Nissan Motor Co Ltd, NEC Corp and NEC Tokin Corp announced the automotive Li-ion rechargeable battery production plan for their joint-venture company, Automotive Energy Supply Corp (AESC), May 19, 2008.
AESC will invest ¥12 billion (US$116 million) over the next three years and set up the production line at Nissan's Zama facility. The company aims to manufacture 13,000 batteries (1,600,000 cells) annually for hybrid and electric vehicles by fiscal 2009. It also plans to expand the production capacity to 65,000 units by fiscal 2011.
AESC was established as a fifty-fifty joint venture company between Nissan and the NEC Group in April 2007. In line with the launch of AESC's full operations for the automotive business, Nissan decided to hold the majority of the shares at 51%, while NEC and NEC Tokin will hold shares of 42% and 7% respectively. The capital was also significantly expanded from ¥245 million to ¥1.495 billion (total capital: ¥2.99 billion).
AESC's Li-ion rechargeable batteries will be first employed in Nissan's small forklift slated for release in 2009 to replace the existing zinc batteries. This will be followed by Nissan's electric and hybrid vehicles, which will be introduced in the US and Japan in fiscal 2010 (Fig 1).
Asked whether the company is planning to supply the battery to other manufacturers, Masahiko Otsuka, president of AESC replied to the reporter as follows, implying the possible sales channel.
"We have a diversity of customers although we cannot detail the proportion."
In fact, the company announced that it will provide the battery to the projects currently being contemplated by Project Better Place to construct the electric vehicle infrastructure in Denmark and Israel.
At a press conference, Otsuka also cited the following as three strong points of AESC's Li-ion rechargeable batteries: (1) Greater safety resulting from manganese used for the positive electrode, (2) possibility of lower cost due to the laminated structure and (3) higher reliability based on the automotive compatibility already confirmed through Nissan's experiences.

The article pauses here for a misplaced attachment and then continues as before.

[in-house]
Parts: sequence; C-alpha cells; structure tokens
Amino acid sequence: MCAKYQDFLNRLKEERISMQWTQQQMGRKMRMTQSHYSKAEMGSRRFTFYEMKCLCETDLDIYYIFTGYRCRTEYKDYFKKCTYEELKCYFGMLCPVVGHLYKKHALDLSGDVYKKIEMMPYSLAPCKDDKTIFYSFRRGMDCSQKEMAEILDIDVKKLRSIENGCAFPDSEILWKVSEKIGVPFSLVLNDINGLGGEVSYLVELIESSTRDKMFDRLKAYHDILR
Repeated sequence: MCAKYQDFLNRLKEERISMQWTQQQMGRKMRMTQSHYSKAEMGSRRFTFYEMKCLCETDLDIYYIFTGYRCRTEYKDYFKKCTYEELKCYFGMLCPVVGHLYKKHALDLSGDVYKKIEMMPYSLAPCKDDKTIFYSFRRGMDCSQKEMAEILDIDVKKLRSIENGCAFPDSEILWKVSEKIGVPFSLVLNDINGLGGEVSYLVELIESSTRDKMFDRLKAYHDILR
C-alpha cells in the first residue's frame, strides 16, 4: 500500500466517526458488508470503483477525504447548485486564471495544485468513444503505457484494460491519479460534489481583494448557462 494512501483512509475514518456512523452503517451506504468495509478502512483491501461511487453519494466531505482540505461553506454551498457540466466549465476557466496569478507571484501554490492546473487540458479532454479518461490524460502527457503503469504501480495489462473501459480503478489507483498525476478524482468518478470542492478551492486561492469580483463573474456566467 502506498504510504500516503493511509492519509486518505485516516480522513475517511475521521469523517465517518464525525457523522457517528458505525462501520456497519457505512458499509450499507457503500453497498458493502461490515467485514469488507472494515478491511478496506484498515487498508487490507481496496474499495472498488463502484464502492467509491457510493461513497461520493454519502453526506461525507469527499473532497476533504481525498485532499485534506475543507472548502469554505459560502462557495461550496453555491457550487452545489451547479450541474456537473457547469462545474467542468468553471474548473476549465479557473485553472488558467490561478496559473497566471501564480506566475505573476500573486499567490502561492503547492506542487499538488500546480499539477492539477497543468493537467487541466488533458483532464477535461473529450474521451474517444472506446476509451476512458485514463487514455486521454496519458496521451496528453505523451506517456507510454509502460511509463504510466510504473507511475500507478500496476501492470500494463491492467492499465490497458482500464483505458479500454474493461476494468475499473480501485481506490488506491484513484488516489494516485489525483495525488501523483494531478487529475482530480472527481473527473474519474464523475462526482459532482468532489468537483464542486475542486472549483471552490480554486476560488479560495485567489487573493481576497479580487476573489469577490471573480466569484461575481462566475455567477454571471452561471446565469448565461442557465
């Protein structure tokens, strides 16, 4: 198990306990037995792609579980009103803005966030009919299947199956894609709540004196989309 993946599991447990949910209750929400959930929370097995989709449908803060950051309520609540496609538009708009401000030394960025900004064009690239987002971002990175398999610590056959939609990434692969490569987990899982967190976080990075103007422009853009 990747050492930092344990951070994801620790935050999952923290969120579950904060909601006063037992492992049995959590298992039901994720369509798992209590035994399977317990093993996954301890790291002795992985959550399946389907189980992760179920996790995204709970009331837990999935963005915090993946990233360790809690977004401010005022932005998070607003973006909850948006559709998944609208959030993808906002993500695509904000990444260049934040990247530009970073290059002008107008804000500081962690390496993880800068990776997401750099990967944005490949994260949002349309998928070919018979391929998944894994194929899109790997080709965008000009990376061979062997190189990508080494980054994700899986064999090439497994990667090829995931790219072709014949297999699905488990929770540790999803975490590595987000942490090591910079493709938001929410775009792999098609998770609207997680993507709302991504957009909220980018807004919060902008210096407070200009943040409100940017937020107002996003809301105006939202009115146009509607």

With regard to the point (1), the Mn-based positive electrode material has a robust structure called "spinel structure" (Fig 2), in contrast to the existing materials using cobalt, etc, which have a layered structure, Otsuka said. Therefore, the manganese-based material is free from thermal runaway* because the crystal structure is stable even in the state of overcharge, he said.
*Thermal runaway is a phenomenon to cause fire or smoke due to the reaction between the organic electrolyte and hydrogen, which is generated by the deformation of crystal structure occurring when the material is heated to a temperature higher than one hundred and several tens degrees Centigrade due to overcharge.)
Asked how the AESC confirmed the safety of the battery, Otsuka said, "Our battery passed various kinds of safety tests and we also confirmed the battery's safety through the field tests conducted for seven to eight years from 2000."
One of the problems of manganese-based Li-ion rechargeable batteries is the energy density, which is lower than that of batteries with other positive electrode materials. But the company announced that the present energy density of its battery for electric vehicles is 160Wh/kg.
AESC seems to be making progress in improving performance, considering the fact that the density announced at a last year's press meeting was only "90Wh/kg." But the company did not unveil the target performance.
"We plan to reduce the cost through the economies of volume production and technical improvements though I cannot discuss our strategy in detail because a dozen companies are competing fiercely against each other," Otsuka said, revealing the company's views on cost reduction.
"It is a tough time with rising material prices, but we hope to offer products at a competitive price," he said.